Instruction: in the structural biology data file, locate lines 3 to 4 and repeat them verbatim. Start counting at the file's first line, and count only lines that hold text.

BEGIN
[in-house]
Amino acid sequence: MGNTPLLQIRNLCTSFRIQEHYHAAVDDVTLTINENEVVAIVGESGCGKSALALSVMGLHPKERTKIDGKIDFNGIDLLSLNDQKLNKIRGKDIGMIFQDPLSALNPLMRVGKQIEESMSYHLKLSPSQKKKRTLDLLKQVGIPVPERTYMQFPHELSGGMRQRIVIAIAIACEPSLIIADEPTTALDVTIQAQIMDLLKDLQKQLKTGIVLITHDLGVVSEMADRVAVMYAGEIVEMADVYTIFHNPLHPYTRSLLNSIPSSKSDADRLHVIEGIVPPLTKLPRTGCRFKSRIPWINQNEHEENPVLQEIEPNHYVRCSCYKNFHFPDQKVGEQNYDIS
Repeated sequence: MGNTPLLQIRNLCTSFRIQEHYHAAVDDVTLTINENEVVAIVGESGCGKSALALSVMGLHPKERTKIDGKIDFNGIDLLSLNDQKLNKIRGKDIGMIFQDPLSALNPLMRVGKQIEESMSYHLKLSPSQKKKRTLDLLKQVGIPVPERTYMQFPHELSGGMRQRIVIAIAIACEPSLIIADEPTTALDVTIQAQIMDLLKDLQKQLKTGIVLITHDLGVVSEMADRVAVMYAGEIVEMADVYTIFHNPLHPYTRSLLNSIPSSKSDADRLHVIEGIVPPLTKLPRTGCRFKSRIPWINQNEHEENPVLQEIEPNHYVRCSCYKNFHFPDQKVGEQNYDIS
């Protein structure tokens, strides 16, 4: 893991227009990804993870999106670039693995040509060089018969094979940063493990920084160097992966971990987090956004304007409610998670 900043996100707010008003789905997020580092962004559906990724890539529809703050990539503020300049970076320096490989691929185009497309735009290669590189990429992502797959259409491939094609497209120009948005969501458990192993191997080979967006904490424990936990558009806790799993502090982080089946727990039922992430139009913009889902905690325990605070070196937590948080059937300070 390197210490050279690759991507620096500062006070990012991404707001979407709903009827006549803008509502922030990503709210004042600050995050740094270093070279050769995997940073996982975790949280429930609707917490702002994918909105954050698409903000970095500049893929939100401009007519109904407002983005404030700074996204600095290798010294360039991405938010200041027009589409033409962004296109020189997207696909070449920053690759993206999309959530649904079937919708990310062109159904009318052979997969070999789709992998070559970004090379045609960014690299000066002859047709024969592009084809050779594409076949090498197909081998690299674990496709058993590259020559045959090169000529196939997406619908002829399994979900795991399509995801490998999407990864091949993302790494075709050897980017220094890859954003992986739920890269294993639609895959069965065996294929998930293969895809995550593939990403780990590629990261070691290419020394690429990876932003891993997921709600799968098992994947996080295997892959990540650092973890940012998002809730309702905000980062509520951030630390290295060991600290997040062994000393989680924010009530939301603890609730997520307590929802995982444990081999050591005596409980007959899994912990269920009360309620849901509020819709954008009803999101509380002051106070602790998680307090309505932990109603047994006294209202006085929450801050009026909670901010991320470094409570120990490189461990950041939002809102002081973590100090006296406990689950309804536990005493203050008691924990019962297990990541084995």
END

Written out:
Repeated sequence: MGNTPLLQIRNLCTSFRIQEHYHAAVDDVTLTINENEVVAIVGESGCGKSALALSVMGLHPKERTKIDGKIDFNGIDLLSLNDQKLNKIRGKDIGMIFQDPLSALNPLMRVGKQIEESMSYHLKLSPSQKKKRTLDLLKQVGIPVPERTYMQFPHELSGGMRQRIVIAIAIACEPSLIIADEPTTALDVTIQAQIMDLLKDLQKQLKTGIVLITHDLGVVSEMADRVAVMYAGEIVEMADVYTIFHNPLHPYTRSLLNSIPSSKSDADRLHVIEGIVPPLTKLPRTGCRFKSRIPWINQNEHEENPVLQEIEPNHYVRCSCYKNFHFPDQKVGEQNYDIS
């Protein structure tokens, strides 16, 4: 893991227009990804993870999106670039693995040509060089018969094979940063493990920084160097992966971990987090956004304007409610998670 900043996100707010008003789905997020580092962004559906990724890539529809703050990539503020300049970076320096490989691929185009497309735009290669590189990429992502797959259409491939094609497209120009948005969501458990192993191997080979967006904490424990936990558009806790799993502090982080089946727990039922992430139009913009889902905690325990605070070196937590948080059937300070 390197210490050279690759991507620096500062006070990012991404707001979407709903009827006549803008509502922030990503709210004042600050995050740094270093070279050769995997940073996982975790949280429930609707917490702002994918909105954050698409903000970095500049893929939100401009007519109904407002983005404030700074996204600095290798010294360039991405938010200041027009589409033409962004296109020189997207696909070449920053690759993206999309959530649904079937919708990310062109159904009318052979997969070999789709992998070559970004090379045609960014690299000066002859047709024969592009084809050779594409076949090498197909081998690299674990496709058993590259020559045959090169000529196939997406619908002829399994979900795991399509995801490998999407990864091949993302790494075709050897980017220094890859954003992986739920890269294993639609895959069965065996294929998930293969895809995550593939990403780990590629990261070691290419020394690429990876932003891993997921709600799968098992994947996080295997892959990540650092973890940012998002809730309702905000980062509520951030630390290295060991600290997040062994000393989680924010009530939301603890609730997520307590929802995982444990081999050591005596409980007959899994912990269920009360309620849901509020819709954008009803999101509380002051106070602790998680307090309505932990109603047994006294209202006085929450801050009026909670901010991320470094409570120990490189461990950041939002809102002081973590100090006296406990689950309804536990005493203050008691924990019962297990990541084995």